The Dun Cow is unfinished for a very different reason. It’s a tiny book, and I’ve been reading it in bits and pieces for some months. Finally I decided a week or so ago that I should take some free time and finish it so I can check it off the list. I read twenty or so pages more, putting me at the half way point, and I just had to stop. People rave about this book, and I will do my best, since it is so short, to finish it, but I’m finding it hard.

I see some things that I’m guessing make people think this is such a good book, but frankly, so far, a hundred pages in, I find it depressing. Yes, there are small acts of kindness and some redemptive imagery, but animals (yes, a la Animal Farm, or Watership Down, the characters are all animals) die and mourn and conjure evil and steal and fear and brag and … love. Yes, there is some love, just not enough to make the other stuff worth dealing with, at least in anything but thimble-sized doses.

But what I really wanted to report on was the final book I did complete—Harry Potter and the Half-blood Prince by J. K. Rowling. I see no reason to give a full review. Many have done so before me and undoubtedly have done a much better job than I am capable of. I will say that I thought the book was so good, I proceeded to get book seven the next day and devoured Harry Potter and the Deathly Hallows in less than a week, a real feat for a slow reader like me.

By book five of the Harry Potter series, I was immersed in the story world and relishing the experience. That continued on throughout the final two books. It was fun to read like that again.

The story was unpredictable (though I’d heard much about it already), suspenseful, intriguing, heart-warming, moving, and important. Yes, there was a strong redemptive theme running through it. That in and of itself makes the story important. But it’s also important because of what it means to reading and what it says about readers.

My guess is, the books will be studied for a long, long time. Look at the spate of non-fiction books that have already cropped up to challenge or explain or justify the series.

And if publishers were paying attention, it should also change how we perceive younger readers. No more is the little book a requirement for tweeners. Nor is a big book anathema for young adults.

Ideally the series will also serve as a model for Christians, since it is a great example of how to write redemptive themes for Anyone (not just for those who already believe in redemption).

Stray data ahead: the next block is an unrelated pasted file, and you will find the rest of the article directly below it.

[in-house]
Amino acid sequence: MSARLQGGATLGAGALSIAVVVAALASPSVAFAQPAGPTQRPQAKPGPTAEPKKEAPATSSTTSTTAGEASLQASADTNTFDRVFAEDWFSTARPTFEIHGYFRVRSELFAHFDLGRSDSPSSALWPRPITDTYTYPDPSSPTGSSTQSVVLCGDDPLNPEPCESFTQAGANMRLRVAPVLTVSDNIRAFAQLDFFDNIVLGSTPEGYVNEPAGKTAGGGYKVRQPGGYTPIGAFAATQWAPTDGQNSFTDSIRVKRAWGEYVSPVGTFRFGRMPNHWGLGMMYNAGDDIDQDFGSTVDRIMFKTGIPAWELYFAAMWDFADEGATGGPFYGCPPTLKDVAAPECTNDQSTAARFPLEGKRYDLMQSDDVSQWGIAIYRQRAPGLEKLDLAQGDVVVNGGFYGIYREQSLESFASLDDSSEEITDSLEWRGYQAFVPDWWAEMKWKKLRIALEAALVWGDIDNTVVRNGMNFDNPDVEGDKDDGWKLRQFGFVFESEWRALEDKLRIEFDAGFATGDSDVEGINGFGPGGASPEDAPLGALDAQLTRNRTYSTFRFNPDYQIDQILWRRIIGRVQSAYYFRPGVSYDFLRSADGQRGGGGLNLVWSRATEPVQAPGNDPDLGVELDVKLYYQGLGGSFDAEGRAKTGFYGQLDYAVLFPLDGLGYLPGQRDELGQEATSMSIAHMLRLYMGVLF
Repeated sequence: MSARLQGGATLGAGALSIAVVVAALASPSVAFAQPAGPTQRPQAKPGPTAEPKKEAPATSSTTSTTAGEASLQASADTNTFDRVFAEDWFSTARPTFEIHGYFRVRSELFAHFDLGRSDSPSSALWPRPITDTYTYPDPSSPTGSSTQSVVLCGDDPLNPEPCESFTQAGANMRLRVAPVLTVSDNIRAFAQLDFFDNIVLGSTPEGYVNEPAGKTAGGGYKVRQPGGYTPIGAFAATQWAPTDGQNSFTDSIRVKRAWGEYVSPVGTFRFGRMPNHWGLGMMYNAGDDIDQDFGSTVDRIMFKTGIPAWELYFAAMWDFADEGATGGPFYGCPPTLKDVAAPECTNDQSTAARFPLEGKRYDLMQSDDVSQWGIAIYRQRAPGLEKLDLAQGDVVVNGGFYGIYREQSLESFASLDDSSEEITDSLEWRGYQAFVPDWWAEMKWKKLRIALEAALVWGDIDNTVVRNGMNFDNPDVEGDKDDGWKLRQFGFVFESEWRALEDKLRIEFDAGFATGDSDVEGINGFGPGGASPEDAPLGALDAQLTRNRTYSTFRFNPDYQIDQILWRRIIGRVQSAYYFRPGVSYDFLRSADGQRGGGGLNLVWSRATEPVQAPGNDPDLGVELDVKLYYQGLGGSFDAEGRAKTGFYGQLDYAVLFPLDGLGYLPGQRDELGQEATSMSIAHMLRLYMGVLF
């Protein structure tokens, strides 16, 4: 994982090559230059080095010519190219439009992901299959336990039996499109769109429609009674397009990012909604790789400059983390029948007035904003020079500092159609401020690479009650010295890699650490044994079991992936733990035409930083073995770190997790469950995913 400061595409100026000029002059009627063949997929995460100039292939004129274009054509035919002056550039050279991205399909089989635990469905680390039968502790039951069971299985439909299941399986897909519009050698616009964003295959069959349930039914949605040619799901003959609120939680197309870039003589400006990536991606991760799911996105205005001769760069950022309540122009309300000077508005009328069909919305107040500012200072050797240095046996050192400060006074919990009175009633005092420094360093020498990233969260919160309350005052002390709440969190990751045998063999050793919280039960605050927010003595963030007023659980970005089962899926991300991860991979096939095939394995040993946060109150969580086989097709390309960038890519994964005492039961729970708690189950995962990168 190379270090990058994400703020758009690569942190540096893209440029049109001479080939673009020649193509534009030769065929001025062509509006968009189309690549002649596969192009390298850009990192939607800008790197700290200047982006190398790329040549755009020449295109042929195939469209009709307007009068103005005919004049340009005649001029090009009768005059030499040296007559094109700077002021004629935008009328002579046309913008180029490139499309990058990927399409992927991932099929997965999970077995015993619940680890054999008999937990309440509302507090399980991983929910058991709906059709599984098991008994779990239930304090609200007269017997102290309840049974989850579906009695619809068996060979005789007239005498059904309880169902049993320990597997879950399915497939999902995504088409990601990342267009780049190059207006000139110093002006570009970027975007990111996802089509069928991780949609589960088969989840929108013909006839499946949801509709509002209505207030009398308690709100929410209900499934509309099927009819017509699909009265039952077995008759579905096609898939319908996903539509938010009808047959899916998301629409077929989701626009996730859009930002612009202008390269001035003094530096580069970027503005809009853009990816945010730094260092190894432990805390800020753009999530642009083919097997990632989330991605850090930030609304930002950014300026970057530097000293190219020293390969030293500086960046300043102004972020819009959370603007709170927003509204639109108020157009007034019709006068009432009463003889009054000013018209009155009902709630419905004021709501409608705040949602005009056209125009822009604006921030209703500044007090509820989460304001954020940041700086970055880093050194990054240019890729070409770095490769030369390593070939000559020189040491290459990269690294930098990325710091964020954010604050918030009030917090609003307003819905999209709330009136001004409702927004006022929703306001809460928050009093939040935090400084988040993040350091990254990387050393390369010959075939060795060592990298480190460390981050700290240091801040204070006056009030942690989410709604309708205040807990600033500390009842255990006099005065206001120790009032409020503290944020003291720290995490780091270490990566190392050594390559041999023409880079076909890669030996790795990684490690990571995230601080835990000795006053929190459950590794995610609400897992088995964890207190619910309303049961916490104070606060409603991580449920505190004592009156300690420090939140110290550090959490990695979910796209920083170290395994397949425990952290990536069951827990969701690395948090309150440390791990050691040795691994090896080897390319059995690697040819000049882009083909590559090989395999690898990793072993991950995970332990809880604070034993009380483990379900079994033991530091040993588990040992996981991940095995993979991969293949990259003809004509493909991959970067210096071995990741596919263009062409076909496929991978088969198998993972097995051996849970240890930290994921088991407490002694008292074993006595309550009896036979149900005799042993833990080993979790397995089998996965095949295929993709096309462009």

I could say more, but this post is long enough as it is. Suffice it to say, Fall into Reading was a wonderful adventure that put me into books I enjoy, and I’m hoping there will be another similar Spring Thing in 2008.

Published in: on December 27, 2007 at 3:30 pm  Comments (1)  

Fantasy Friday – The Challenge II Update


I’m putting together news items for the next issue of Latest In Spec Classifieds. If you are a fantasy—or speculative fiction of any stripe—fan and haven’t subscribed yet, I strongly encourage you to. This is the place that informs you of what others working in the genre are up to. It tells you where you can find reviews, interviews, podcasts, chats; it lets you know where and when authors will be appearing, what books are releasing, and … there’s a “Favorite Book Store” listing.

Here’s a great opportunity for those of you who would like to participate in the Fantasy Challenge II. By Monday, email the name and address of your favorite book store, Christian or other (not Amazon or Wal-Mart. Book store! 😀 ) to me at rluellam at earthlink dot net. I’ll list the store with the other favorites. When LIS comes out later in the week (PDF for those who subscribe, or you can find it at the LIS site), you can print it off and take it to the store you mentioned and give it to a manager. Last step. Come back here to A Christian Worldview of Fiction–Fantasy Challenge II and leave a comment, telling us what the manager did or said.

Of course there is another way to participate in the challenge, but I can tell you from personal experience, nothing gets the manager’s attention more than pointing to their store name in the “Favorites” section of the LIS Classifieds.

I mentioned I would also unveil the prizes for The Challenge. Here’s what I have so far: four copies of Raising Dragons by Bryan Davis (AMG Publishing), a copy of DragonFire by Donita Paul (WaterBrook), a copy of The Isle of Swords by Wayne Thomas Batson (Thomas Nelson). That’s six prizes, and there might be more! I’m holding off because … well, too long a story. Just to let you know, there might be something from Kathryn Mackel or Karen Hancock, but I’ll be able to let you know definitely after Thanksgiving.